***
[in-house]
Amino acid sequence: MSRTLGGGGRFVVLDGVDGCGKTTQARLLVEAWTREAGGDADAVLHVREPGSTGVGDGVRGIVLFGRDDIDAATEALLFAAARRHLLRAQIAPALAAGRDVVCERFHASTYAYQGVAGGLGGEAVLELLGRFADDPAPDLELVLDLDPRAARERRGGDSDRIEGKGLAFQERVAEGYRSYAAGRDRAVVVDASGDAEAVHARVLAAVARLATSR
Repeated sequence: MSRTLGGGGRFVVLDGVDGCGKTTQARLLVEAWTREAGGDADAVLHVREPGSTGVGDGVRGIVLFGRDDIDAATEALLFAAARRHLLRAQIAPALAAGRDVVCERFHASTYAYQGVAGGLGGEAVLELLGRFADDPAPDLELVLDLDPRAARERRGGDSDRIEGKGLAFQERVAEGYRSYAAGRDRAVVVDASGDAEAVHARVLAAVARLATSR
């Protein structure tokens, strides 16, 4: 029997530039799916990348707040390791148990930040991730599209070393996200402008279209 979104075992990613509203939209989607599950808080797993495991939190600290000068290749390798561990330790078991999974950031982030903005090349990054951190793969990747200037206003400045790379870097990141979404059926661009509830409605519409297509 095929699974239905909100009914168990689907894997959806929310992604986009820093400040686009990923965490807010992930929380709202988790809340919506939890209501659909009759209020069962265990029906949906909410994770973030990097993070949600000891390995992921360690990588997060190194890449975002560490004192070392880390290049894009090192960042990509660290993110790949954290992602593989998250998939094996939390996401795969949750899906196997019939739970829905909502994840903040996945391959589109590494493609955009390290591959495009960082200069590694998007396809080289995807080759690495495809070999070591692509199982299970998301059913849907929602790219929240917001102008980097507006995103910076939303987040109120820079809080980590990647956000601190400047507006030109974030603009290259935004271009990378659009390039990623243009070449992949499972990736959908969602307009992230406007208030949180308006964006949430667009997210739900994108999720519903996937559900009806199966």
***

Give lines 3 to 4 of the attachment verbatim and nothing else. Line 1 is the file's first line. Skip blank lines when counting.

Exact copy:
Repeated sequence: MSRTLGGGGRFVVLDGVDGCGKTTQARLLVEAWTREAGGDADAVLHVREPGSTGVGDGVRGIVLFGRDDIDAATEALLFAAARRHLLRAQIAPALAAGRDVVCERFHASTYAYQGVAGGLGGEAVLELLGRFADDPAPDLELVLDLDPRAARERRGGDSDRIEGKGLAFQERVAEGYRSYAAGRDRAVVVDASGDAEAVHARVLAAVARLATSR
């Protein structure tokens, strides 16, 4: 029997530039799916990348707040390791148990930040991730599209070393996200402008279209 979104075992990613509203939209989607599950808080797993495991939190600290000068290749390798561990330790078991999974950031982030903005090349990054951190793969990747200037206003400045790379870097990141979404059926661009509830409605519409297509 095929699974239905909100009914168990689907894997959806929310992604986009820093400040686009990923965490807010992930929380709202988790809340919506939890209501659909009759209020069962265990029906949906909410994770973030990097993070949600000891390995992921360690990588997060190194890449975002560490004192070392880390290049894009090192960042990509660290993110790949954290992602593989998250998939094996939390996401795969949750899906196997019939739970829905909502994840903040996945391959589109590494493609955009390290591959495009960082200069590694998007396809080289995807080759690495495809070999070591692509199982299970998301059913849907929602790219929240917001102008980097507006995103910076939303987040109120820079809080980590990647956000601190400047507006030109974030603009290259935004271009990378659009390039990623243009070449992949499972990736959908969602307009992230406007208030949180308006964006949430667009997210739900994108999720519903996937559900009806199966």